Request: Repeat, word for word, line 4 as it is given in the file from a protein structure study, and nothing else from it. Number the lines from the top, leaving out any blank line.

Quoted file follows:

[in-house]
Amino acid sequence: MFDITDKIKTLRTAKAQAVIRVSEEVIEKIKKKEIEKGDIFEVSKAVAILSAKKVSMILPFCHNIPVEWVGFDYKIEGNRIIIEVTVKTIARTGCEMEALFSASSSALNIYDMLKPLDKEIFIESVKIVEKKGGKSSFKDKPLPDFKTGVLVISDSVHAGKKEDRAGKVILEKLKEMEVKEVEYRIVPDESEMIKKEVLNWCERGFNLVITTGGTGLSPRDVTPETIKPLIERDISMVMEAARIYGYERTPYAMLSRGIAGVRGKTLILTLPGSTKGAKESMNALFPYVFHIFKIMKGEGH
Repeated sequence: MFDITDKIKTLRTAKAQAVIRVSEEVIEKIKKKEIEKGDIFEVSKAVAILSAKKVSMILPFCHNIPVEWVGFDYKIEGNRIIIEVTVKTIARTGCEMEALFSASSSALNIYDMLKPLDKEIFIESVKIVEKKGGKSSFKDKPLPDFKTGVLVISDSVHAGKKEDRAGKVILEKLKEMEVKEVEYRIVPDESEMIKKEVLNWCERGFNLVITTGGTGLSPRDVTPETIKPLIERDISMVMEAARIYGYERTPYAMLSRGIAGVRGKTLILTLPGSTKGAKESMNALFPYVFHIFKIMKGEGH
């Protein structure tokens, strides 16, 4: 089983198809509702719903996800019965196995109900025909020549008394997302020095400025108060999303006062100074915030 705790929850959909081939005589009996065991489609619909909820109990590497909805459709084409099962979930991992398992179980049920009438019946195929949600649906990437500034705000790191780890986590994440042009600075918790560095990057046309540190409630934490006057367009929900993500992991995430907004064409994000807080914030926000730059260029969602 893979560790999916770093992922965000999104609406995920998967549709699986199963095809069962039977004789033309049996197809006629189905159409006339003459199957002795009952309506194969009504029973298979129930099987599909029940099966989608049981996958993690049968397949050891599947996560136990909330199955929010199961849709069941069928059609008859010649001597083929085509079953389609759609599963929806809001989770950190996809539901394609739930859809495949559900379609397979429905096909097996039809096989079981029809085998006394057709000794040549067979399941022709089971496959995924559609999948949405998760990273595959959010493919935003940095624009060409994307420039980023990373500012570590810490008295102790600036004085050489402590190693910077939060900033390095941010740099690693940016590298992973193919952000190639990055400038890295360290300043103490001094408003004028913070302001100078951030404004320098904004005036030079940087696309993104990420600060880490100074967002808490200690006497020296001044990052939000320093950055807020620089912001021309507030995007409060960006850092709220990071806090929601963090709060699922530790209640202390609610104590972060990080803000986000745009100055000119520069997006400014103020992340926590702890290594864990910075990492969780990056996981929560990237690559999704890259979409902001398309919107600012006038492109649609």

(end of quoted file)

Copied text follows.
């Protein structure tokens, strides 16, 4: 089983198809509702719903996800019965196995109900025909020549008394997302020095400025108060999303006062100074915030 705790929850959909081939005589009996065991489609619909909820109990590497909805459709084409099962979930991992398992179980049920009438019946195929949600649906990437500034705000790191780890986590994440042009600075918790560095990057046309540190409630934490006057367009929900993500992991995430907004064409994000807080914030926000730059260029969602 893979560790999916770093992922965000999104609406995920998967549709699986199963095809069962039977004789033309049996197809006629189905159409006339003459199957002795009952309506194969009504029973298979129930099987599909029940099966989608049981996958993690049968397949050891599947996560136990909330199955929010199961849709069941069928059609008859010649001597083929085509079953389609759609599963929806809001989770950190996809539901394609739930859809495949559900379609397979429905096909097996039809096989079981029809085998006394057709000794040549067979399941022709089971496959995924559609999948949405998760990273595959959010493919935003940095624009060409994307420039980023990373500012570590810490008295102790600036004085050489402590190693910077939060900033390095941010740099690693940016590298992973193919952000190639990055400038890295360290300043103490001094408003004028913070302001100078951030404004320098904004005036030079940087696309993104990420600060880490100074967002808490200690006497020296001044990052939000320093950055807020620089912001021309507030995007409060960006850092709220990071806090929601963090709060699922530790209640202390609610104590972060990080803000986000745009100055000119520069997006400014103020992340926590702890290594864990910075990492969780990056996981929560990237690559999704890259979409902001398309919107600012006038492109649609």